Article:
Heath Evans: Panthers. The other three teams in this division aren't strong enough to overtake Ron Rivera's group.

Marcas Grant: Panthers. Cam Newton is still a bad man, and even without Josh Norman, the Panthers' defense is still one of the most fearsome in the NFL.

Adam Rank: Panthers. Should be motivated still after last year's disappointing finish.

Alex Gelhar: Panthers. Cam Newton and this defense are too good to not win this division for the fourth straight season.

 

NFC WEST

Judy Battista: Arizona Cardinals. They and the Seahawks could flip spots, but the Cardinals' powerhouse offense -- which set a franchise record for points scored last year -- could be the difference maker.

Jeffri Chadiha: Cardinals. The Cardinals have talent up and down their roster, with defensive end Chandler Jones giving them the pass rusher they desperately need.

Gil Brandt: Cardinals. With an improved defense (thanks largely to Chandler Jones), the Cardinals will edge the Seahawks in a very close race.

Maurice Jones-Drew: Seattle Seahawks. Even without Beast Mode, Seattle is going to take back the West.

Brian Billick: Cardinals. Arguably the most complete roster from top to bottom in the NFL, the Cardinals can win by putting up 40 points or pitching a defensive shutout.

Gregg Rosenthal: Seahawks. Their defense is as loaded as ever and Russell Wilson's young receiver group has a chance to grow up with him.

Willie McGinest: Cardinals. This team just has so much talent and the right man leading the way.

Adam Schein: Cardinals. 1-53, the Arizona Cardinals have the most talented roster in the NFL.

Bucky Brooks: Seahawks. The "Legion of Boom" helps the Seahawks' D rank as the top-scoring defense for the fifth straight season. With Russell Wilson and Co. lighting it up on offense, the Seahawks head into the playoffs with the NFC's No. 1 seed.

Elliot Harrison: Cardinals. The Cardinals might not have enjoyed a fantastic preseason on multiple levels, but they can still equal the talent level of any team in the league. Carson Palmer must fare better than he did in the postseason.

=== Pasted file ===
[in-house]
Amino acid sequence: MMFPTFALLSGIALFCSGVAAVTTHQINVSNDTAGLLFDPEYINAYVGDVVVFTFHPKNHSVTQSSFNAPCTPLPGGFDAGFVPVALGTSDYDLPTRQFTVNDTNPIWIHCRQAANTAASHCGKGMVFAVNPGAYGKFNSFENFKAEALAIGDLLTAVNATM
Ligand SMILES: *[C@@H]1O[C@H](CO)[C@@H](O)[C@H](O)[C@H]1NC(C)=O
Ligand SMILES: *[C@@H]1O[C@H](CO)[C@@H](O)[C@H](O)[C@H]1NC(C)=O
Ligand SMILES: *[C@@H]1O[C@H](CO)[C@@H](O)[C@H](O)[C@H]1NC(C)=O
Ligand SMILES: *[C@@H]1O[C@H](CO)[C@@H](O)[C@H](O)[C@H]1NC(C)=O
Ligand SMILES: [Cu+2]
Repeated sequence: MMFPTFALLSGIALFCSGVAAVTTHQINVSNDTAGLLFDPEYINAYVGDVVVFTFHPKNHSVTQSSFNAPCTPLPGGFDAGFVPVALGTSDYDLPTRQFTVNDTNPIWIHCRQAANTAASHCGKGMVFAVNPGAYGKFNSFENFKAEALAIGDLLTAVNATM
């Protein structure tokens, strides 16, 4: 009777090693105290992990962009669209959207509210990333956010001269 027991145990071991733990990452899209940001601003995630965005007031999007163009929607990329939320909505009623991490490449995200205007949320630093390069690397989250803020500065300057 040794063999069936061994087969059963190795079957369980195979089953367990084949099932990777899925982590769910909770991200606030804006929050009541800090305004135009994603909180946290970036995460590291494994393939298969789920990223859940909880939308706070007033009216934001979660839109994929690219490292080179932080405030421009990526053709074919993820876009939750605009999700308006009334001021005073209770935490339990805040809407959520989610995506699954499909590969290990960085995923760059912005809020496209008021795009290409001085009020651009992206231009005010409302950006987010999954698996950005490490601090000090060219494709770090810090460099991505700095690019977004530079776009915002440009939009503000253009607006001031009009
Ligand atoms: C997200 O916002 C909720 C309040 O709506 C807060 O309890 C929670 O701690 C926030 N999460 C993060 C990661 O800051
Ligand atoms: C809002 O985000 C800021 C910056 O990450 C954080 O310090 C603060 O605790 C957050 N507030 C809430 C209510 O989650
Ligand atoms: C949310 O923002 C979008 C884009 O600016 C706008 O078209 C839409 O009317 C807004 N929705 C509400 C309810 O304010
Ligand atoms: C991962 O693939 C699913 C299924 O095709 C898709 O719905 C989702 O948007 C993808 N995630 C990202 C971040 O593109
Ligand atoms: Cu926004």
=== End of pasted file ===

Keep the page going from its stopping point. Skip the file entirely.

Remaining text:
David Carr: Cardinals. They are probably the most complete team in the league, despite struggling a bit in the preseason.

Charley Casserly: Cardinals. Throw out the preseason. The Cards will edge out Seattle.

Ike Taylor: Seahawks. The defense has proven it can lead this team far. The run game should open up the pass for Russell Wilson and Co., getting them back to the top of the NFC West.

Dave Dameshek: Seahawks. In the latest NFC West Juggernaut head-to-head rivalry, I'll take the team with Wilson over the one with Palmer. (11-5, No. 3 seed)

Chris Wesseling: Seahawks. This could be the most talented roster of the Pete Carroll/John Schneider era, which is high praise indeed.

Colleen Wolfe: Cardinals. Don't worry about Carson Palmer's preseason. Write that on the chalk board 100 times until you believe it.

Heath Evans: Cardinals. This team is so talented and knows how to win. The Cardinals have a perfect mix of veterans and young guys, along with one of the best coaches in the league.

Marcas Grant: Seahawks. Marshawn Lynch might be gone, but this team will live and die on the play of Russell Wilson. That's not the worst position to be in right now.

Adam Rank: Cardinals. The Cardinals are poised to make that next step. And really, I just kind of want it to happen after watching "All or Nothing" on Amazon.